HWO’s Radical Books series shares subversive, seminal, and seismic texts that have shaped understandings of radical history, provoked controversy in their time, or sparked social change.
‘The business of obscuring language is a mask behind which stands out the much greater business of plunder… Everything can be explained to the people, on the single condition that you really want them to understand.’
Fetishized as a ‘prophet of violence’ or re-appropriated as a universalising ‘global theorist’, Frantz Fanon was a fearless critic of colonialism and a key figure in Algeria’s struggle for independence. The Wretched of the Earth was his final work, written in a period of ten weeks before his death from leukaemia in December 1961. Following the defeat of French imperialism in Algeria after Fanon’s death, a new wave of revolutions erupted in Africa and Fanon’s so-called ‘wretched’ turned to his work for answers. In the words of David Macey: ‘Fanon had spoken of setting Africa ablaze, and it was on fire’.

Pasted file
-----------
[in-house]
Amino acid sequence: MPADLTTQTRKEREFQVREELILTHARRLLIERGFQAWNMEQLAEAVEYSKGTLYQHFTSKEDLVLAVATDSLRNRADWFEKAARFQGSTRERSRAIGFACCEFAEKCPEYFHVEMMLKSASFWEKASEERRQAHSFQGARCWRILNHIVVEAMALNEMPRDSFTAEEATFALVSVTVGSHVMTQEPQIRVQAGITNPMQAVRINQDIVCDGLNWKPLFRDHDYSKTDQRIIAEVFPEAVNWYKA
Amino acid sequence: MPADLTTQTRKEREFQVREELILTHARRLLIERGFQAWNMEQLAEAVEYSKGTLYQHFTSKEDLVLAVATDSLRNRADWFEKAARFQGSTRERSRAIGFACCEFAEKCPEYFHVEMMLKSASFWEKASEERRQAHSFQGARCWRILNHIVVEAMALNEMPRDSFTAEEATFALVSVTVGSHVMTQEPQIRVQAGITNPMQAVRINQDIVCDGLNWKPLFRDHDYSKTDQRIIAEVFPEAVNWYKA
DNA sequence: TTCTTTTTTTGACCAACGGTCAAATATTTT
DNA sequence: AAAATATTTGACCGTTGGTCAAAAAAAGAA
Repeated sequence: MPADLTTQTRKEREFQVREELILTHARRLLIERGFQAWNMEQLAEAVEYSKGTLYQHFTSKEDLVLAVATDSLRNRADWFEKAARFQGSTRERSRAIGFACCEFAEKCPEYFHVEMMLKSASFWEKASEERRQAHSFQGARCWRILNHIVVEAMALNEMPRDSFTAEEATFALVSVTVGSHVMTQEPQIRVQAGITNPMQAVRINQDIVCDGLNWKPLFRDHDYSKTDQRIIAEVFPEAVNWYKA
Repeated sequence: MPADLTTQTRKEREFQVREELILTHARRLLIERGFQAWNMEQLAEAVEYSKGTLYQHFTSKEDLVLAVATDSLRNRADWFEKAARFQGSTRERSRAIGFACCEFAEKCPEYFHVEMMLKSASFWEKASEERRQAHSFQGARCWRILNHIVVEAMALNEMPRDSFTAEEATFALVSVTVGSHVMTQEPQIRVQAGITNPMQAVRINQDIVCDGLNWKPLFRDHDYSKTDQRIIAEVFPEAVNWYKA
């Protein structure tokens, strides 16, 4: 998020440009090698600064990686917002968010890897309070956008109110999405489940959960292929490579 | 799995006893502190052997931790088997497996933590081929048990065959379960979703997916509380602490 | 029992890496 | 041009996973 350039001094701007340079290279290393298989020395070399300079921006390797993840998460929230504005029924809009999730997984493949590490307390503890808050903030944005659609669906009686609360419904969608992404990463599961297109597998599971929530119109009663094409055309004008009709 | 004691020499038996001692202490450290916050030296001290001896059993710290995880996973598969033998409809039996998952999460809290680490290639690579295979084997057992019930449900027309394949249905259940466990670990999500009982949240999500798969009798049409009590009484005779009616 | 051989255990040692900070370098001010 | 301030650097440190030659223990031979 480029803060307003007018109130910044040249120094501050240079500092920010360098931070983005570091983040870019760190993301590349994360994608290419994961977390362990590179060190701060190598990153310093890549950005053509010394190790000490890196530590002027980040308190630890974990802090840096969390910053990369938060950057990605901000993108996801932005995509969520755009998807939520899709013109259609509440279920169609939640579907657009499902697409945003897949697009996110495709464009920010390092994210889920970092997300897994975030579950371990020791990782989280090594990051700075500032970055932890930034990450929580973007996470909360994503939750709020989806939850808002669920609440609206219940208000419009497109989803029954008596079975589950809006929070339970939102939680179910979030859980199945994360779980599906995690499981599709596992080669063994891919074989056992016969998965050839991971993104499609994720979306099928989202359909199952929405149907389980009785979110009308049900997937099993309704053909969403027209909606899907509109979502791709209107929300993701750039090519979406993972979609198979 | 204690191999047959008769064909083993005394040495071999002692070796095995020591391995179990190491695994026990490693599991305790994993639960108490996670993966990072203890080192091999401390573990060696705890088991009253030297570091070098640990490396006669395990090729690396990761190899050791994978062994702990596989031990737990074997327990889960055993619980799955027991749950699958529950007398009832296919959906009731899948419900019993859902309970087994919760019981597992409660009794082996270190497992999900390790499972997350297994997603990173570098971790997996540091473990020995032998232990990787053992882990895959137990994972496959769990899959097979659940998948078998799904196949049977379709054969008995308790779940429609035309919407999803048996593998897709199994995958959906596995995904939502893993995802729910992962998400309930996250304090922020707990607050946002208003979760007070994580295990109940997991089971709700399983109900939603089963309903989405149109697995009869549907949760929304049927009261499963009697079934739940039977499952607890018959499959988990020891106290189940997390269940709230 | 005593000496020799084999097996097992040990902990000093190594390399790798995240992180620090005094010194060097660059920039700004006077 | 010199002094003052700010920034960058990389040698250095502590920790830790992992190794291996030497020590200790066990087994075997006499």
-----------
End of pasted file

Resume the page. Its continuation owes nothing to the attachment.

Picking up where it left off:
Wretched incorporated both a theoretical contribution to the emerging ‘post-colonial’ Africa and an implicit critique of the Front de Libération Nationale (FLN), the main revolutionary body in Algeria. For Fanon, decolonisation was not the project of the state achieving independence on a merely political level, but a more fundamental dismantling of the cultural and psychological relations of power and their legacies.
While Fanon conceived of himself as writing a new history of the ‘Third World’, the unresolved and open-ended nature of the struggle Fanon depicted in Wretched represented a demand for a continued dialectical engagement with liberation in a ‘post-colonial’ future. In this way, he remained true to the project of individual psychological and cultural transformation outlined in his first book Black Skins, White Masks, with its concluding line ‘my final prayer: O my body, always make me a man who questions!’